A pastry shop in Saudi Arabia has offered its apologies after one of its employees made a cake that reportedly denigrated the moral police for tailing an open truck driven by a woman and transporting women.
Social media in Saudi Arabia, where women are banned from driving, promptly decried the cake and users said that “it was making fun of the highly respected members of the Commission for the Promotion of Virtue and the Prevention of Vice who were depicted as using a van to chase the all women truck.”
However, Sa’adeddine Sweets board member Omar Sa’adeddine said that they deplored the incident and that they fired the employee who conceptualised and made the controversial cake.
“It was an individual act by an employee who prepared the cake as requested by a female client,” he said in remarks carried by local news site Sabq on Tuesday.
“The company was not involved and we conducted a probe that resulted in firing the man who made it and the employee who took a picture. We do condemn this act even though he explained that he had acted in good faith and with good intentions.”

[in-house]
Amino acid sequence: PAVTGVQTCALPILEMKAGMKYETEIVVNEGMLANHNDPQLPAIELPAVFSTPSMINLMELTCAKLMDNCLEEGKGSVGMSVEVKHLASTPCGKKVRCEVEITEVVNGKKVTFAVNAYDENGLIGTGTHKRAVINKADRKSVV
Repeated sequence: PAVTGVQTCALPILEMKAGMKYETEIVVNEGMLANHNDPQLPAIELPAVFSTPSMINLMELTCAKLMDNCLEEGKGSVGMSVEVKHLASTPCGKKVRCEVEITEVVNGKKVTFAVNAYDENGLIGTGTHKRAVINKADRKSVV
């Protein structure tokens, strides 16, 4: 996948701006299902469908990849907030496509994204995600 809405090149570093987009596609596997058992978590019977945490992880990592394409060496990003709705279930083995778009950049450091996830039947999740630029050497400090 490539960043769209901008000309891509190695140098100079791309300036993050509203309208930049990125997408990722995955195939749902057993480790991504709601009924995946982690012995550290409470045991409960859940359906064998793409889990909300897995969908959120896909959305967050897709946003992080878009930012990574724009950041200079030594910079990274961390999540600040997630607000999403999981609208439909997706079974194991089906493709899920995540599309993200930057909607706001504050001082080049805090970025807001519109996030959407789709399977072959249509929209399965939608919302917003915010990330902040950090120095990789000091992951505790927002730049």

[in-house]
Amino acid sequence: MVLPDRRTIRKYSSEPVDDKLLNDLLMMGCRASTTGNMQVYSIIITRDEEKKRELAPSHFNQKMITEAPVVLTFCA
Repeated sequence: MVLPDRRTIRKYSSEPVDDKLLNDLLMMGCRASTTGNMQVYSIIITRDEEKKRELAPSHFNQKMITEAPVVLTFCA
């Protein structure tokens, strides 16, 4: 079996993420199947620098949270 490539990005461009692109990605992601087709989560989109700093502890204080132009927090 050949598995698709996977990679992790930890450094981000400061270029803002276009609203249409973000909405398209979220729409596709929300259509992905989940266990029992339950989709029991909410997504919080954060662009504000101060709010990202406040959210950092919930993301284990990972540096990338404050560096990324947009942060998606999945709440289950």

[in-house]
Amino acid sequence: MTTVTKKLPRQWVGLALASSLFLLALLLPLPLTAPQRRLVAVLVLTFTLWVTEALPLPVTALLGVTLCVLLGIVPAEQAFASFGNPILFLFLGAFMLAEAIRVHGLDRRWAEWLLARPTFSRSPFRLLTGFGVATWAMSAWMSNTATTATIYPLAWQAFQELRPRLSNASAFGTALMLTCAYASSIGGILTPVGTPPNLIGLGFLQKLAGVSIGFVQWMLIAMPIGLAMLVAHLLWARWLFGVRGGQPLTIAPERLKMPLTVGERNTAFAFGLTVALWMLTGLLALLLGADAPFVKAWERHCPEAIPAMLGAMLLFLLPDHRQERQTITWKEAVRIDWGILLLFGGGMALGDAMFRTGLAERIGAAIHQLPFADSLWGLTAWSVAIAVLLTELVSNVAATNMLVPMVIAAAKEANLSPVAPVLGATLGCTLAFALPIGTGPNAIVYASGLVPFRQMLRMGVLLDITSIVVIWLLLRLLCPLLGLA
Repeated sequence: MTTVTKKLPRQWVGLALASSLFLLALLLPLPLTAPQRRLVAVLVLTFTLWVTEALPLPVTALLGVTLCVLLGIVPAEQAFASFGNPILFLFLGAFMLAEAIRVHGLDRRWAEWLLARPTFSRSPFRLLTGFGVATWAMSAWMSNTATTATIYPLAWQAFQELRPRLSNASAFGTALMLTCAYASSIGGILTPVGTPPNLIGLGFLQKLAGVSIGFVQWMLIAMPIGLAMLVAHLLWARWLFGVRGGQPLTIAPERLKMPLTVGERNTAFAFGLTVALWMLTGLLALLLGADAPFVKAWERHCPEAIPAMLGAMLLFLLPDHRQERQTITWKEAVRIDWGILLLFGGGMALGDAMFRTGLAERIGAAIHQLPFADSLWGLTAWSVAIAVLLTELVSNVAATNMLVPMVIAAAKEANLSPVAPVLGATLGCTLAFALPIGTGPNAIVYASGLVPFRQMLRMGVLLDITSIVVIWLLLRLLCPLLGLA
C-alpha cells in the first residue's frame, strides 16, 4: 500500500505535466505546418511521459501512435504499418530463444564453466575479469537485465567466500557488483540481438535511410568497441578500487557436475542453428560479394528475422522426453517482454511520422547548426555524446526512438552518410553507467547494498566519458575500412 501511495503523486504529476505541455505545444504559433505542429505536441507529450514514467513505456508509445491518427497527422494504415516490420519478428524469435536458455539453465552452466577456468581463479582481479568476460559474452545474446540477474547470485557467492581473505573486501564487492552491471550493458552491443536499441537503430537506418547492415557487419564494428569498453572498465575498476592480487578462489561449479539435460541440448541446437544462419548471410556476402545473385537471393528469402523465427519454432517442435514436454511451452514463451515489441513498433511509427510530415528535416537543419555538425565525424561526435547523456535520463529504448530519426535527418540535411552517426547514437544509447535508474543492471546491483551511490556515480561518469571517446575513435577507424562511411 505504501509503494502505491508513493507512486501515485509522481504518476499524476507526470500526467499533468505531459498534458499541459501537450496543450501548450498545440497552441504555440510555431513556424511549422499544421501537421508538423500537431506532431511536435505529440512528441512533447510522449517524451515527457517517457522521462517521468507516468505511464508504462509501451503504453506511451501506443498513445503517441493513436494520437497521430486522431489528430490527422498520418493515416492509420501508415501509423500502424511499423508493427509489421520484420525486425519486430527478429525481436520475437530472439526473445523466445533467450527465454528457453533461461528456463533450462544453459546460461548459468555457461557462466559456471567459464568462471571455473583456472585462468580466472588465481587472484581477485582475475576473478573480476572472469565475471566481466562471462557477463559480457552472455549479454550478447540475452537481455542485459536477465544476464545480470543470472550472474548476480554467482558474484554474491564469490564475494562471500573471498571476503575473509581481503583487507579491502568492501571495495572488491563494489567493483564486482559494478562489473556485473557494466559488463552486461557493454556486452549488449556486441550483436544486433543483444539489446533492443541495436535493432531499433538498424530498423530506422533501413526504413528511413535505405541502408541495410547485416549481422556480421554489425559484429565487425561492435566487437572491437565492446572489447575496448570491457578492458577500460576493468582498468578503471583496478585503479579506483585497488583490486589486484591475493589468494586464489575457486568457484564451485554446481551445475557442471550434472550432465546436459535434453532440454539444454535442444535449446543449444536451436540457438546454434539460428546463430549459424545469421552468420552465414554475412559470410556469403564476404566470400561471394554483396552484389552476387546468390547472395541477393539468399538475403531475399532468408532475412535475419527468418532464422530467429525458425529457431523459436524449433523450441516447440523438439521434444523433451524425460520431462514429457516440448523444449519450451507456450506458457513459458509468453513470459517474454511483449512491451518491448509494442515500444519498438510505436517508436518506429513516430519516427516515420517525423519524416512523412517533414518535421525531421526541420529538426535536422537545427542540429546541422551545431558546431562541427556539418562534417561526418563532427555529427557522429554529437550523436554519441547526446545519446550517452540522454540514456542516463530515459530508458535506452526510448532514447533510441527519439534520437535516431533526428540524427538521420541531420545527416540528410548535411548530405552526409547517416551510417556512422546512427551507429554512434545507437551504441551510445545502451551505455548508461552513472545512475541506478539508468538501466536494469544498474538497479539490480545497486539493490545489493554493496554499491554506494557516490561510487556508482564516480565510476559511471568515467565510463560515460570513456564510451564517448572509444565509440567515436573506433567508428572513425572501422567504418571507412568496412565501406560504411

Read the rest: Saudi Employee Fired for Cake Decorations Showing Women Drivers. (h/t to thereligionofpeace.com)
The Saudi men are such pathetic, patriarchal tribal primitives that a cake decoration showing women driving themselves and others around “drives” them up a wall. LOL.
Two girls were murdered couple of weeks ago in the name of Karo-kari [honor killing] over marrying guys of their own choosing. The jirga (a court of elders) in its judgment ordered the boys to pay a fine of Rs2.4 million each to escape meeting the same fate.
Read more: Honor Killing of Two Girls in Pakistan. More on the Honor Killing in Pakistan
A Saudi Arabia man accused of trying to strangle his daughter for being with a man he disapproved of is scheduled to appear in provincial court in St. John’s this afternoon.
[ . . . ]
It’s alleged Alshaek attacked the woman, who is around 20, at Ches’s Fish ‘n’ Chips restaurant on Freshwater Road on Thursday. He reportedly had his hands around the woman’s neck, leaving marks. He also reportedly threatened to kill the girl and her boyfriend.
Read the rest: Attempted Honor Killing in Saudi Arabia.
A woman died at a hospital on Tuesday from wounds suffered in a brutal beating by her husband and in-laws, police said.
“Saima, a resident of Allama Iqbal Colony, was beaten up on March 19, 2014 for not bringing in enough dowry,” D-Type Colony Station House Officer (SHO) Muhammad Usman told The Express Tribune.